“Yes, it is!” he cried vehemently. “The more to take up the fight, the surer the victory.”
She laughed at his earnestness.
“You are refreshing,” she said. “Well, we’ll dine next Tuesday, and we’ll have the cream of our world to meet you.”
He knew that this was a great triumph. It flattered his vanity. After all, he was entering this higher dark world whose existence had piqued and puzzled him so long. He glanced at Miss Wynn beside him there in the dimly lighted parlor: she looked so aloof and unapproachable, so handsome and so elegant. He thought how she would complete a house—such a home as his prospective four or six thousand dollars a year could easily purchase. She saw him surveying her, and she smiled at him.
“I find but one fault with you,” she said.
He stammered for a pretty speech, but did not find it before she continued:
“Yes—you are so delightfully primitive; you will not use the world as it is but insist on acting as if it were something else.”
“I am not sure I understand.”
“Well, there is the wife of my Judge: she is a fact in my world; in yours she is a problem to be stated, straightened, and solved. If she had come to you, as she did to me yesterday, with her theory that all that Southern Negroes needed was to learn how to make good servants and lay brick—”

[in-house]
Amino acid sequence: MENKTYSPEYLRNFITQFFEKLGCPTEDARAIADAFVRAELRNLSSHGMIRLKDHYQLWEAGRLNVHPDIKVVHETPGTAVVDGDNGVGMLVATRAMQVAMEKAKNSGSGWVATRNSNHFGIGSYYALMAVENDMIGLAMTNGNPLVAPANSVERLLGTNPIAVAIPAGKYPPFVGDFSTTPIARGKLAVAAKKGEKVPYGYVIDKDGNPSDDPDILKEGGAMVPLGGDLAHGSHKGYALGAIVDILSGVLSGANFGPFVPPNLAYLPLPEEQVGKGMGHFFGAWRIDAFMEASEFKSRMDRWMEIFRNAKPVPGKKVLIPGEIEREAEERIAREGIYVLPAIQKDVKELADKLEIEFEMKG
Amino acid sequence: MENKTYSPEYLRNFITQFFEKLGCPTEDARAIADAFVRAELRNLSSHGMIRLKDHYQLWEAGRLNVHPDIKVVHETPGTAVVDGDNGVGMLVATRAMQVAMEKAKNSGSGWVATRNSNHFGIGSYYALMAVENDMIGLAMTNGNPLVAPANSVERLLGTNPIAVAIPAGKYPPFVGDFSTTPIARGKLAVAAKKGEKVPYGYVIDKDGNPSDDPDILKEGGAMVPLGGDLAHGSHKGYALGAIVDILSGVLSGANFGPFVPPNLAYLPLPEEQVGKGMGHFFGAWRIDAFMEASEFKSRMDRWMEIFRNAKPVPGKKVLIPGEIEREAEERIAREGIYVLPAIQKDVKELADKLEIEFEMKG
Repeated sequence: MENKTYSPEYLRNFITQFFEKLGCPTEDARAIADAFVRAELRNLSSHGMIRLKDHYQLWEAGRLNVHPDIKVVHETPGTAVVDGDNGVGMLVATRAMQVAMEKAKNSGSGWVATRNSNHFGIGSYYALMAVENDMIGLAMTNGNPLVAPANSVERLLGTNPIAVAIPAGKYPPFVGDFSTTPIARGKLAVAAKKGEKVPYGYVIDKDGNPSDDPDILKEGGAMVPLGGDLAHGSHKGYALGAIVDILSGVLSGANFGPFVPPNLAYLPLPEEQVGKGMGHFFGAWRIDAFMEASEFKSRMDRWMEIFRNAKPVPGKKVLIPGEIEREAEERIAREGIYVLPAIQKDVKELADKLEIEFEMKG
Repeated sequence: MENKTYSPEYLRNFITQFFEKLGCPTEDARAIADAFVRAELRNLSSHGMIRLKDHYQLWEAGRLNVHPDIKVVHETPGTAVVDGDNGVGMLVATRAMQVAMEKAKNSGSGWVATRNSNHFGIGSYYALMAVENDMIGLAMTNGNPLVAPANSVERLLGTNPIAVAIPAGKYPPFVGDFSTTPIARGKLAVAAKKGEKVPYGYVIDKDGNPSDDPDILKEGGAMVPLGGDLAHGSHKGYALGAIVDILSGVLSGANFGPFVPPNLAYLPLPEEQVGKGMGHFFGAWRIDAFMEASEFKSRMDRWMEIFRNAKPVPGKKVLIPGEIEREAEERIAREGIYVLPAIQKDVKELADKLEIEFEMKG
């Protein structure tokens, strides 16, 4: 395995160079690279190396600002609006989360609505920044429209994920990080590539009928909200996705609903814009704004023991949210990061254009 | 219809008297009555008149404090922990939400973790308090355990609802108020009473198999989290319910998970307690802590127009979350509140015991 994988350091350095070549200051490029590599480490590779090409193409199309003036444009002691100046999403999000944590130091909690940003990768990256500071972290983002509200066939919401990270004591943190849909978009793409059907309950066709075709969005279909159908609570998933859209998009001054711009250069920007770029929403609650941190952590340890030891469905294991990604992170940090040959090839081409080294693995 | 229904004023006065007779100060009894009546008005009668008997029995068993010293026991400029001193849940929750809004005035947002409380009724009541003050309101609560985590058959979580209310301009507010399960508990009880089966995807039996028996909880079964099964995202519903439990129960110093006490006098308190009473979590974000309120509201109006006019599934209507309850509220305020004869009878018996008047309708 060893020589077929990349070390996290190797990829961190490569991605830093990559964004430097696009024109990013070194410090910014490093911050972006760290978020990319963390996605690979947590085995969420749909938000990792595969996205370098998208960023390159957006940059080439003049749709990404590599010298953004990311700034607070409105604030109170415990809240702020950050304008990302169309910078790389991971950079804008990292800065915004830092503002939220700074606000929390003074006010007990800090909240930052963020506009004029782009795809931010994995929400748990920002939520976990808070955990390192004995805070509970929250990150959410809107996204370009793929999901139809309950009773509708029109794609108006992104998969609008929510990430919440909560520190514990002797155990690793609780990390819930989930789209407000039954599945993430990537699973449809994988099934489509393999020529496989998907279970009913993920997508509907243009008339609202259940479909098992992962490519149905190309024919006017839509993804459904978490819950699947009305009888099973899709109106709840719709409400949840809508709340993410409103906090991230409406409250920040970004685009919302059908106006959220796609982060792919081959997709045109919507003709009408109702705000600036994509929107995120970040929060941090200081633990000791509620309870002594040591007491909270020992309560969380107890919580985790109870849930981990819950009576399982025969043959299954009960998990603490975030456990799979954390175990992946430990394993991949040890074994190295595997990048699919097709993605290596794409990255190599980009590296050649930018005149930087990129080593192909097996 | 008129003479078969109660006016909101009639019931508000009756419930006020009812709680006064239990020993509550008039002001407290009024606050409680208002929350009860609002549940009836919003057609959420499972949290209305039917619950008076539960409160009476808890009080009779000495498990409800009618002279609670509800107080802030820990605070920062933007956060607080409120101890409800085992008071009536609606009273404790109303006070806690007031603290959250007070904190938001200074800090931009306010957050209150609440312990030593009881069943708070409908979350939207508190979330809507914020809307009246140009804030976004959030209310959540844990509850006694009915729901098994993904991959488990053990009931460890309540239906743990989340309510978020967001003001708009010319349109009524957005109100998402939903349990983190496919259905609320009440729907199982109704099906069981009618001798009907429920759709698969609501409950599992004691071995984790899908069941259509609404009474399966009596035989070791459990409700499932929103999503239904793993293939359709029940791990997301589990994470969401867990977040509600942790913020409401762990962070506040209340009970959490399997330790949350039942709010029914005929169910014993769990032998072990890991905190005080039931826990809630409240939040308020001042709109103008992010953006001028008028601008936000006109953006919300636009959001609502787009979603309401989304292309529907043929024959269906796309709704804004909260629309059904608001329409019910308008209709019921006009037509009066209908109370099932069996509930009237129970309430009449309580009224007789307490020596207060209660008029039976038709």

“I should have shown her—” Bles tried to interject.
“Nothing of the sort. You would have tried to show her and would have failed miserably. She hasn’t learned anything in twenty years.”
“But surely you didn’t join her in advocating that ten million people be menials?”
“Oh, no; I simply listened.”
“Well, there was no harm in that; I believe in silence at times.”
“Ah! but I did not listen like a log, but positively and eloquently; with a nod, a half-formed word, a comment begun, which she finished.”
“As a result,” continued Miss Wynn, “I have a check for five hundred dollars to finish our cooking-school and buy a cast of Minerva for the assembly-room. More than that, I have now a wealthy friend. She thinks me an unusually clever person who, by a process of thought not unlike her own, has arrived at very similar conclusions.”
“But—but,” objected Bles, “if the time spent cajoling fools were used in convincing the honest and upright, think how much we would gain.”
“Very little. The honest and upright are a sad minority. Most of these white folk—believe me, boy,” she said caressingly,—“are fools and knaves: they don’t want truth or progress; they want to keep niggers down.”
“I don’t believe it; there are scores, thousands, perhaps millions such, I admit; but the average American loves justice and right, and he is the one to whom I appeal with frankness and truth. Great heavens! don’t you love to be frank and open?”